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Emily West. Family and Freedom: People of Color in the Antebellum South.

Emily West. Family and Freedom: People of Color in the Antebellum South. Lexington: University Press of Kentucky, 2012. Pp. 256. Cloth, $50.00; ISBN 978-0-8131-3692-9.

Emily West's book examines a set of 181 free people of color in the antebellum South who petitioned either for continued residency in their state or for their own enslavement. The two categories of petitions at first glance seem starkly different, but West writes that both in fact flowed from similar motives. Other historians who have looked at enslavement petitions in particular have suggested that those seeking voluntary enslavement were seeking refuge from impoverishment or, alternately, that they had been convinced by pro-slavery literature that Africans should prefer slavery over freedom. However, West argues that these traditional explanations better reflect the views of modern historians than they do the motives of the petitioners themselves. For example, antebellum slave owners celebrated enslavement petitions as proof that blacks loved being in bondage. However, West contends that free people of color who asked to be enslaved were not seeking some idealized master-slave relationship that existed only in southern fiction, nor were most petitioners driven to slavery as a last refuge from poverty. Instead, petitioners were pursuing every possible means of staying in their current locations for personal reasons: the proximity of friends, family, and communities. During the antebellum period, southern states began requiring newly emancipated slaves to leave their borders. Residency petitions were one way of fighting to stay in place, and enslavement requests were the most extreme manifestation of this unwillingness to move. The idea of voluntary enslavement contradicts the modern narrative that slaves sought freedom at any cost. West shows that some free people of color did not see such a sharp dividing line between slavery and freedom, but instead saw only differing degrees of racial oppression. Therefore, some of these freed men and women were willing to subject themselves to slavery again in order to stay near their enslaved families, near loved ones (even in some cases white lovers), or in their long established communities.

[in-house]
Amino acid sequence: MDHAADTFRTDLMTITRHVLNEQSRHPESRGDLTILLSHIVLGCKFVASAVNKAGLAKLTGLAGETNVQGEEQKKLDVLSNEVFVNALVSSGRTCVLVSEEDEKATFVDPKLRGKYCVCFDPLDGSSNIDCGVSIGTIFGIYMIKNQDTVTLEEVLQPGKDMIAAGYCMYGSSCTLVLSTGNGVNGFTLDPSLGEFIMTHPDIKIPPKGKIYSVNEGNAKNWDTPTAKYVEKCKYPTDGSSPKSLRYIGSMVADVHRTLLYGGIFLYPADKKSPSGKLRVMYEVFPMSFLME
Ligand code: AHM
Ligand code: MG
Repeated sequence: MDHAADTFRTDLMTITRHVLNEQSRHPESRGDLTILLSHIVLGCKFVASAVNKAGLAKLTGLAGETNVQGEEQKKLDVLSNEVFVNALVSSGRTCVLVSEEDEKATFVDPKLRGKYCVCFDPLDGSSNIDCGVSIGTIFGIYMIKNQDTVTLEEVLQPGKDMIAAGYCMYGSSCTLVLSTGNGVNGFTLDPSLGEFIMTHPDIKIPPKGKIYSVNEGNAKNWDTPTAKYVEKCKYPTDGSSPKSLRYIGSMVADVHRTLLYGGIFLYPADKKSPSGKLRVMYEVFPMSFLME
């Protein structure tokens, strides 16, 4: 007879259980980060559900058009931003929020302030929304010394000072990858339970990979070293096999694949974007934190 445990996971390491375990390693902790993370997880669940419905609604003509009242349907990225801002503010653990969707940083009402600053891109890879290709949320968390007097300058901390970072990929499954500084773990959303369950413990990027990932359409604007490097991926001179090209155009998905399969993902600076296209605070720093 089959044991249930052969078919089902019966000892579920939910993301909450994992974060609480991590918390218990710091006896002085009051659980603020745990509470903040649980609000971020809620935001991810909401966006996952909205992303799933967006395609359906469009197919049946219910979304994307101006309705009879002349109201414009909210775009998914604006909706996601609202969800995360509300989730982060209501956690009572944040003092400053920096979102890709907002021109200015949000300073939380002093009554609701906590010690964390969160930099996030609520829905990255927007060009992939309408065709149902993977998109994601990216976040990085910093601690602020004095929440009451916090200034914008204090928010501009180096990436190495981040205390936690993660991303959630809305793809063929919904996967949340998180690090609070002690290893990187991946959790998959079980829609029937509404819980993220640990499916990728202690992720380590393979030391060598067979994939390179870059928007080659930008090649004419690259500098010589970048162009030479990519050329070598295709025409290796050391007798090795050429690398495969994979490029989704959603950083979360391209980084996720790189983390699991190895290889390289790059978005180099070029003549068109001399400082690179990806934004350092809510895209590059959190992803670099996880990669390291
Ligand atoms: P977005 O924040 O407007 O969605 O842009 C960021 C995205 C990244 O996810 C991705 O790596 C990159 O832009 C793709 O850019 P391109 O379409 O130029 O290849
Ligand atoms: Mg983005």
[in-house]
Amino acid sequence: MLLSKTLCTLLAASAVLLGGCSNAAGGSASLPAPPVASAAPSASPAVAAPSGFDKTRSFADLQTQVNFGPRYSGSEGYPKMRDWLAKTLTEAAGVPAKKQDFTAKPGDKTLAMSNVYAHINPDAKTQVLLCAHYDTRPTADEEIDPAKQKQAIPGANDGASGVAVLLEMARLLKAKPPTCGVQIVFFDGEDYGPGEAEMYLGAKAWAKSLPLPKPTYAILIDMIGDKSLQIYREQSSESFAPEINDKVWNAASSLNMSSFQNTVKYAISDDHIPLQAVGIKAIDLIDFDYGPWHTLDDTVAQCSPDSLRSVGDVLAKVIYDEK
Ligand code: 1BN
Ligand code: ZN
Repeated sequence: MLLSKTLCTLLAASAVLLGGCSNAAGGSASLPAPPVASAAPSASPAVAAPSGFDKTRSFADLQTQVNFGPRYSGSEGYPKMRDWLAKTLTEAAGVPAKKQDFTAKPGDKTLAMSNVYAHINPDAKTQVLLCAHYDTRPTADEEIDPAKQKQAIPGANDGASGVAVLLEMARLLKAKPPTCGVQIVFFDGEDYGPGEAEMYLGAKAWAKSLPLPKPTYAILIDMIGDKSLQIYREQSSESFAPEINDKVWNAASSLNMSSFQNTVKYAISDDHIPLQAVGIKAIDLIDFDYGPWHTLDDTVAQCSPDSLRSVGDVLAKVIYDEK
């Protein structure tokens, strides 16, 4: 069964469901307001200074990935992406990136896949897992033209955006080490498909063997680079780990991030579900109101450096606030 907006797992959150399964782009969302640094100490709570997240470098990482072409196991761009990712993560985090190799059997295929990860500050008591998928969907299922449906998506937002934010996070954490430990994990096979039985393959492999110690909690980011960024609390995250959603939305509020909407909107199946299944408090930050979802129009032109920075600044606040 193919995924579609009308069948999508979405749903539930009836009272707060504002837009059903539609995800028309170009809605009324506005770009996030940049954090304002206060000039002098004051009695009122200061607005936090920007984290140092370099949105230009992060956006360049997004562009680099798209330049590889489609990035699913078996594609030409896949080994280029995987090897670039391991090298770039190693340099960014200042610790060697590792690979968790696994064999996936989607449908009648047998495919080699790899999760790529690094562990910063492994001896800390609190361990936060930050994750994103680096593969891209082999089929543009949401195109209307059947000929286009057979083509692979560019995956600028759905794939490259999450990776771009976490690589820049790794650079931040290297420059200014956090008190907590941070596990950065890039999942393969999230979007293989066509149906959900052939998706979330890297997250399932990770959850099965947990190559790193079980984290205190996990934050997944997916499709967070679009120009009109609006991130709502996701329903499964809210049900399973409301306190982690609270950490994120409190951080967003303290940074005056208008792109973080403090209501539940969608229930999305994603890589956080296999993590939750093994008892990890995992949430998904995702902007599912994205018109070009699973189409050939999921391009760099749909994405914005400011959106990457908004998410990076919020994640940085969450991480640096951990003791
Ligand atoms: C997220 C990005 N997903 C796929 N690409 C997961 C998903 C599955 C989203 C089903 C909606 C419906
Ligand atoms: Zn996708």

Overall, Family or Freedom is written gracefully and builds its arguments logically. One small criticism stems from the long introduction that presents but only briefly discusses five tables with demographic data about petitioners. This information might have been more useful if interspersed throughout later chapters where petitions are analyzed in greater depth. Indeed, West seems to recognize this by sometimes telling the reader to turn back to the introduction to see various tables relevant to the analysis in later chapters. Aside from this minor drawback, the book is filled with intriguing case studies and stories of free people of color who went to great lengths to stay near their communities and loved ones. The book contains dozens of gripping human stories of people facing a decision between, as the title of the book indicates, family or freedom. Teachers will find ample material for use in lectures or assignments. West's study as a whole would be very valuable reading in undergraduate and graduate courses that examine race relations in the antebellum South, concepts of slavery and freedom, or family history.

Andrew C. Lannen

Stephen F. Austin State University
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Author:Lannen, Andrew C.
Publication:Teaching History: A Journal of Methods
Article Type:Book review
Date:Mar 22, 2013
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